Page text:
Surveying hope: Can US instill optimism in regions of ‘despair’?

Why We Wrote This

Hope matters – improving health, productivity, and even lifespans, two Brookings scholars write. While economists usually aren’t known for their work on optimism, they say, “the geography of desperation in America suggests that we must begin to take this issue on.”

Melanie Stetson Freeman/Staff
Manuela Sandiland walks one of her grandchildren down the dirt road in colonia Sugarland, on Jan. 16, 2018, in Alamo, Texas. Her sons and their families live on either side of her. Extended family and communities of support are part of the reason economists found for greater optimism about the future in black and Latino families.

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In the past few years research about Americans’ well-being has become newsy for all the wrong reasons.

Overall mortality rates have risen. And amid a rise in suicides, drug overdoses, and diseases linked to high-risk behaviors, the term “deaths of despair” has entered the mainstream lexicon.

Carol Graham, one of the social science researchers tracking all this, sees potential solutions as well as a sobering problem. 

The geography is stark. Locations that have struggled economically amid a long decline of factory jobs and other opportunities for less-skilled workers rank high in “deaths of despair.”

But recent research by Ms. Graham and colleague Sergio Pinto, both of the Brookings Institution in Washington, suggests that answers may come from thinking harder about how to restore hope.

They find that a lack of optimism about the future is a defining feature for regions of “despair,” but also that racial-minority populations in those same areas have a higher sense of optimism than white people.

“We can ... learn from the informal safety nets and community support common in African American and Hispanic communities. These include extended families, churches, and other social entities that give purpose and meaning to life beyond an income and a job,” Ms. Graham writes.

In the past few years research about Americans’ well-being has become newsy for all the wrong reasons. 

Overall mortality rates have risen, in a break from the nation’s own past and from the typical pattern as countries advance economically. And amid a rise in suicides, drug overdoses, and diseases linked to high-risk behaviors, the term “deaths of despair” has entered the mainstream lexicon.

Carol Graham is one of the social science researchers tracking all this, and she sees potential solutions as well as a sobering problem.

The geography is stark. Locations that have struggled economically amid a long decline of factory jobs and other opportunities for less-skilled workers tend to be hot spots for “deaths of despair.”

But recent research by Ms. Graham and colleague Sergio Pinto, both of the Brookings Institution in Washington, suggests that answers may come from thinking harder about how to restore hope. 

They find that a lack of optimism about the future is a defining feature for regions of “despair,” but also that minority populations in those same areas have a higher sense of optimism than white people.

“Our story is a nuanced one, with pockets of remarkable levels of hope and resilience among cohorts with a history of discrimination and marginalization, but who are gradually getting ahead and for the most part have faith in an American dream,” Ms. Graham and Mr. Pinto write in a report released in October.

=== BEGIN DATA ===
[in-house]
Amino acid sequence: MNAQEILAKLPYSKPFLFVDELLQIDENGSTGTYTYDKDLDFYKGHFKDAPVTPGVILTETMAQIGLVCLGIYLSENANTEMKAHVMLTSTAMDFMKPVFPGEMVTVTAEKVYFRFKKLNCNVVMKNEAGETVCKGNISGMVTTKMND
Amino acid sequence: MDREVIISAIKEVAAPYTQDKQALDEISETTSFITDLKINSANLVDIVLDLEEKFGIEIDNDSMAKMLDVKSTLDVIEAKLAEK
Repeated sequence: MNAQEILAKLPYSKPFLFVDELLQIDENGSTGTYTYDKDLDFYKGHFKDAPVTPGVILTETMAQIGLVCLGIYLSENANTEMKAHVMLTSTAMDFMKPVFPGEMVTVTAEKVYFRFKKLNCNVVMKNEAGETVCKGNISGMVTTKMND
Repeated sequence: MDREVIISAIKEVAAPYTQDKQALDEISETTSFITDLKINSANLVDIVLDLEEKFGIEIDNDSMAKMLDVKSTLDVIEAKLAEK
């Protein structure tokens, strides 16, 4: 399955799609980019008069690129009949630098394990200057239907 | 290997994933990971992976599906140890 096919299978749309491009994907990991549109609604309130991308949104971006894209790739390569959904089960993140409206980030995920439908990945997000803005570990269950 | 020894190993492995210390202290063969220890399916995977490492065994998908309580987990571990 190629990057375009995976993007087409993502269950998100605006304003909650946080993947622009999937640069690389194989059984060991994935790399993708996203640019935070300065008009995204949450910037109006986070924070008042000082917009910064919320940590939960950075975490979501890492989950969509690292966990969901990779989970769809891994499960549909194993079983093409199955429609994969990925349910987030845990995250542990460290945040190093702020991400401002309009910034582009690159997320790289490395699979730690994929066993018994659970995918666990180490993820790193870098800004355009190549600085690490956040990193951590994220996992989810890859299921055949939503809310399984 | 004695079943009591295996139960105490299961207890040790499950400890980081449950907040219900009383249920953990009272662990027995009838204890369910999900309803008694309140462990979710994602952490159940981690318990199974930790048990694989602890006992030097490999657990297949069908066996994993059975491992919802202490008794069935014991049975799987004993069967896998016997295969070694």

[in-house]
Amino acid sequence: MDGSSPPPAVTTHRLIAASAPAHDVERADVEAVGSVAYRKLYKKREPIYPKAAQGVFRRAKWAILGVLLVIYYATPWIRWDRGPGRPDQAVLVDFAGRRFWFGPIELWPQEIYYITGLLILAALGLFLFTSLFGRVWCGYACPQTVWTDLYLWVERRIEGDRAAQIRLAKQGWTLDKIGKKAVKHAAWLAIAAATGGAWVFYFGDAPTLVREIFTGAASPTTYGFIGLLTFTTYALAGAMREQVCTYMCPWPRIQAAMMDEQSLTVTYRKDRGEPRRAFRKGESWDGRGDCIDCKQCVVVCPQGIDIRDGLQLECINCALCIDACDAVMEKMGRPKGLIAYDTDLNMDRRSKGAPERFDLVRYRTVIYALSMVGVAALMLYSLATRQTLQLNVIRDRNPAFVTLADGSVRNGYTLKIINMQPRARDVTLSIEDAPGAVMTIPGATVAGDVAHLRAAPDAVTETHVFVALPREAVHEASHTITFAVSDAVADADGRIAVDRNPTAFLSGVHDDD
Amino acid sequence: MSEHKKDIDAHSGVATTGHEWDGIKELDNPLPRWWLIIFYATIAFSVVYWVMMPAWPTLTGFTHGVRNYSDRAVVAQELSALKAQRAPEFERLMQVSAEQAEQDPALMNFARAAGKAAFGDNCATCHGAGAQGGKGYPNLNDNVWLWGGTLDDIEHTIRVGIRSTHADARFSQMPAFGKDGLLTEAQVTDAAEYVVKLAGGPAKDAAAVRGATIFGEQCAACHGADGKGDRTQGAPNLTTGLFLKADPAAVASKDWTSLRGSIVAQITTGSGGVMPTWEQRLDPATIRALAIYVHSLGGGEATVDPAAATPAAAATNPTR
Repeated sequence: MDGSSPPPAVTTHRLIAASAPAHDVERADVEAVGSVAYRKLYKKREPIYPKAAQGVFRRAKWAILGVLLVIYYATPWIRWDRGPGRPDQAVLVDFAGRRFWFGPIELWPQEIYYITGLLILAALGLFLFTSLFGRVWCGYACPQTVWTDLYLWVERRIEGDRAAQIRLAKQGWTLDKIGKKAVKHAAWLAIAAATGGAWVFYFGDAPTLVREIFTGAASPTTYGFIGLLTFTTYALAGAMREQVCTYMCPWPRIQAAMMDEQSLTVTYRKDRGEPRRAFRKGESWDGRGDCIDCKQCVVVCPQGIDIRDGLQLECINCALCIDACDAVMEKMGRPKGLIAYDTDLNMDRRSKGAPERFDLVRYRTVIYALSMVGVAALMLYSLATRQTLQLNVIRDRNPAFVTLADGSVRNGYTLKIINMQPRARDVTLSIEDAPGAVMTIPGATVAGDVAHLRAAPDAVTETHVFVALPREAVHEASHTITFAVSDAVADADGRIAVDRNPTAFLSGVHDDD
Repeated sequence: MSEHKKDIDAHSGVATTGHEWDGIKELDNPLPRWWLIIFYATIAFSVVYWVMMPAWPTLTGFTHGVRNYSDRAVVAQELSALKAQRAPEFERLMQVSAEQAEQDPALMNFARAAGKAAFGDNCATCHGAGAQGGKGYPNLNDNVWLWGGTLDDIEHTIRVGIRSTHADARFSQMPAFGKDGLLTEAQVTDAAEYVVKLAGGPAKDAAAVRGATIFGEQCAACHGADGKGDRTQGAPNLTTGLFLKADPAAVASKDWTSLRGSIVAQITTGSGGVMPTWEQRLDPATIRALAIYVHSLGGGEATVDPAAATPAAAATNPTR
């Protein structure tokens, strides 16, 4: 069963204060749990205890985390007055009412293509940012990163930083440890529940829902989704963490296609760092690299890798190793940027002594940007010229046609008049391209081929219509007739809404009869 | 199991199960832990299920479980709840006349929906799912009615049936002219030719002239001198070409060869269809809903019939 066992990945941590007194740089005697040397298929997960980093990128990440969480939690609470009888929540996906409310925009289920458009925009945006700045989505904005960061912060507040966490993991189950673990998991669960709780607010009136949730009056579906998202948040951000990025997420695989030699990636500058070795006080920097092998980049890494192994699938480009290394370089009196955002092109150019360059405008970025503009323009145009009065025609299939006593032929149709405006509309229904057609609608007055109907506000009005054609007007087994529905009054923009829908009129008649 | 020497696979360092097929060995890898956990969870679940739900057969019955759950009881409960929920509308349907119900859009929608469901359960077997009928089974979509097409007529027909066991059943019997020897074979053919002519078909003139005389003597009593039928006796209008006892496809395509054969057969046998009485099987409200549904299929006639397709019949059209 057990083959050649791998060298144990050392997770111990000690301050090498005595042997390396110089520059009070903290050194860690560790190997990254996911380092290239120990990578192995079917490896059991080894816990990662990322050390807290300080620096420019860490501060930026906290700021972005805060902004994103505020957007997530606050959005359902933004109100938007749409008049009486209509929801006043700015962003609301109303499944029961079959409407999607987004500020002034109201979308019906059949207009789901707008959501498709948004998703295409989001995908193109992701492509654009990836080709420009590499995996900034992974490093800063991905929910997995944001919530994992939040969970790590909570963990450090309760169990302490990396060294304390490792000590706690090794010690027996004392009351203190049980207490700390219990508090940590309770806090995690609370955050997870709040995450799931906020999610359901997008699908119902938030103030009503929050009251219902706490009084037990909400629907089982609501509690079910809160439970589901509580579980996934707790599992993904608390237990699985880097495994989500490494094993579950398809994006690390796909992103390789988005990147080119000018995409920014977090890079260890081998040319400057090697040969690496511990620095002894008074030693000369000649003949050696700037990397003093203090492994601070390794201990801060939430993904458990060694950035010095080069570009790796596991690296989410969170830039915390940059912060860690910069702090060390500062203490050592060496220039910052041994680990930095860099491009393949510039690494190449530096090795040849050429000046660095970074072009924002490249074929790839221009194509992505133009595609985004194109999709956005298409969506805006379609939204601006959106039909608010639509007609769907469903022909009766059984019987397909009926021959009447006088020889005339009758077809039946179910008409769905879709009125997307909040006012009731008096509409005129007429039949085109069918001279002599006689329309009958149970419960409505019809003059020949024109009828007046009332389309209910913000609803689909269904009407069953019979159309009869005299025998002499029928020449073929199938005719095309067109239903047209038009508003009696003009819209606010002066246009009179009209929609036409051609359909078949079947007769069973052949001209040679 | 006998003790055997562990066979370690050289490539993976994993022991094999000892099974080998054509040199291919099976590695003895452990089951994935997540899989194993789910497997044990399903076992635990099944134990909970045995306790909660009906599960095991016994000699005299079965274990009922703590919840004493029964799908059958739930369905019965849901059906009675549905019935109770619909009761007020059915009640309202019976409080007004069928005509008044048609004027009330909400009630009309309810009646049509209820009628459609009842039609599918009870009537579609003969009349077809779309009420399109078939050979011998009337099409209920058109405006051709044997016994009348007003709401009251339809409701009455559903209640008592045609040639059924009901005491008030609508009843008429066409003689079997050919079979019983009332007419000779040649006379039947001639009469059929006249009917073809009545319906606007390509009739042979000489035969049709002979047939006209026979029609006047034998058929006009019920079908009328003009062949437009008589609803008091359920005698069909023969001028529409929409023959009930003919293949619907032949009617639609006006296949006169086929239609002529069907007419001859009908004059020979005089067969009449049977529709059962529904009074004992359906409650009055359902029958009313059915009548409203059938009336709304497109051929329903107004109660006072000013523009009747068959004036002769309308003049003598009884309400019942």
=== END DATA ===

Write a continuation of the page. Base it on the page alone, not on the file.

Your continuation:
SOURCE: Research by Carol Graham and Sergio Pinto of the Brookings Institution, and Kate Laffan of the London School of Economics; Gallup
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Mark Trumbull and Jacob Turcotte/Staff

This is the case even though, materially, black and Latino Americans are often worse off than white Americans. Partly, this has to do with an upward trajectory over time, even if progress is slow. But it also has to do with social connections, Ms. Graham writes in a related article.

“We can also learn from the informal safety nets and community support common in African American and Hispanic communities. These include extended families, churches, and other social entities that give purpose and meaning to life beyond an income and a job,” she says. 

For young people, paths toward optimism might include policies that build skills. For older people it might be efforts to ease feelings of isolation.

Santa Monica, California, is one community that, by tracking indicators of well-being, recognized a challenge with loneliness. Among the efforts that followed, says Ms. Graham, were public invitations for people to pose in “family photos” with people they didn’t know. The result in many cases was an unexpected smile and meeting someone new.

Such efforts may sound almost trivial, but Ms. Graham and Mr. Pinto have found that elements of optimism or pessimism play a meaningful role in well-being, even after controlling for other factors that may influence one’s degree of optimism (such as age, education level, and marital status).

“Much previous work shows that hope matters to health, productivity, and lifespans,” they write in their new report. “While restoring hope among populations where it has been lost is not a topic that is usually the bailiwick of economists, the geography of desperation in America suggests that we must begin to take this issue on.”

Editor’s note: In the graphic, the standard deviation has been corrected for the effects on life satisfaction of being “employed full time” and of “unemployment.” And in one map, two states no longer are outlined in red for the highest “deaths of despair”;  the deaths were high in those two states, but not in the top tier.

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